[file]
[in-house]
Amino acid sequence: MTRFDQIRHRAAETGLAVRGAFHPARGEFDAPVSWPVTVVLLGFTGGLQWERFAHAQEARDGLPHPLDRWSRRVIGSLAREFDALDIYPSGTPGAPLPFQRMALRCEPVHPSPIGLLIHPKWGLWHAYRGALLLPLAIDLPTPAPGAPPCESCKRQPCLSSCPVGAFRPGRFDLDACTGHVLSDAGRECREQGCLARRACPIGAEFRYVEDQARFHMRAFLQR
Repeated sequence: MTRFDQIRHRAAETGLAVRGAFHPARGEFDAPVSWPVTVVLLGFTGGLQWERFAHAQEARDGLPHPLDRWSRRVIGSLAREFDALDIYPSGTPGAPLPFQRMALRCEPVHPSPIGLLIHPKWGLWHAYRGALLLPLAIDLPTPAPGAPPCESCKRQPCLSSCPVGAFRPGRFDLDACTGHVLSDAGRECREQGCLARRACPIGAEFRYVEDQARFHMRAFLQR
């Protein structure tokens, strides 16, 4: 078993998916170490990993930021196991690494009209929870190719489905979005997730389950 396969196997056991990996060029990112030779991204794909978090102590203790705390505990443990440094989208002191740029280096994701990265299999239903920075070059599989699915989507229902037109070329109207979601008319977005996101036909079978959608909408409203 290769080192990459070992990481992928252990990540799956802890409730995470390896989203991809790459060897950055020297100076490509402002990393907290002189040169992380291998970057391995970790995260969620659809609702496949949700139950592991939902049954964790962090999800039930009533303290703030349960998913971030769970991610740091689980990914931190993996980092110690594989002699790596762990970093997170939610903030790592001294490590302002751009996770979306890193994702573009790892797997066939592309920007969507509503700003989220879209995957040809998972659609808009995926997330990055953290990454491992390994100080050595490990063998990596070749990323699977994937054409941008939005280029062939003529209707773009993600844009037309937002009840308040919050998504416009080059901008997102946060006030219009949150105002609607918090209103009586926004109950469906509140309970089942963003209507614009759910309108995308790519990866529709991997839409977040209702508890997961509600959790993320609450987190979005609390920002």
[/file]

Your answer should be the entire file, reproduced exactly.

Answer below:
[in-house]
Amino acid sequence: MTRFDQIRHRAAETGLAVRGAFHPARGEFDAPVSWPVTVVLLGFTGGLQWERFAHAQEARDGLPHPLDRWSRRVIGSLAREFDALDIYPSGTPGAPLPFQRMALRCEPVHPSPIGLLIHPKWGLWHAYRGALLLPLAIDLPTPAPGAPPCESCKRQPCLSSCPVGAFRPGRFDLDACTGHVLSDAGRECREQGCLARRACPIGAEFRYVEDQARFHMRAFLQR
Repeated sequence: MTRFDQIRHRAAETGLAVRGAFHPARGEFDAPVSWPVTVVLLGFTGGLQWERFAHAQEARDGLPHPLDRWSRRVIGSLAREFDALDIYPSGTPGAPLPFQRMALRCEPVHPSPIGLLIHPKWGLWHAYRGALLLPLAIDLPTPAPGAPPCESCKRQPCLSSCPVGAFRPGRFDLDACTGHVLSDAGRECREQGCLARRACPIGAEFRYVEDQARFHMRAFLQR
């Protein structure tokens, strides 16, 4: 078993998916170490990993930021196991690494009209929870190719489905979005997730389950 396969196997056991990996060029990112030779991204794909978090102590203790705390505990443990440094989208002191740029280096994701990265299999239903920075070059599989699915989507229902037109070329109207979601008319977005996101036909079978959608909408409203 290769080192990459070992990481992928252990990540799956802890409730995470390896989203991809790459060897950055020297100076490509402002990393907290002189040169992380291998970057391995970790995260969620659809609702496949949700139950592991939902049954964790962090999800039930009533303290703030349960998913971030769970991610740091689980990914931190993996980092110690594989002699790596762990970093997170939610903030790592001294490590302002751009996770979306890193994702573009790892797997066939592309920007969507509503700003989220879209995957040809998972659609808009995926997330990055953290990454491992390994100080050595490990063998990596070749990323699977994937054409941008939005280029062939003529209707773009993600844009037309937002009840308040919050998504416009080059901008997102946060006030219009949150105002609607918090209103009586926004109950469906509140309970089942963003209507614009759910309108995308790519990866529709991997839409977040209702508890997961509600959790993320609450987190979005609390920002």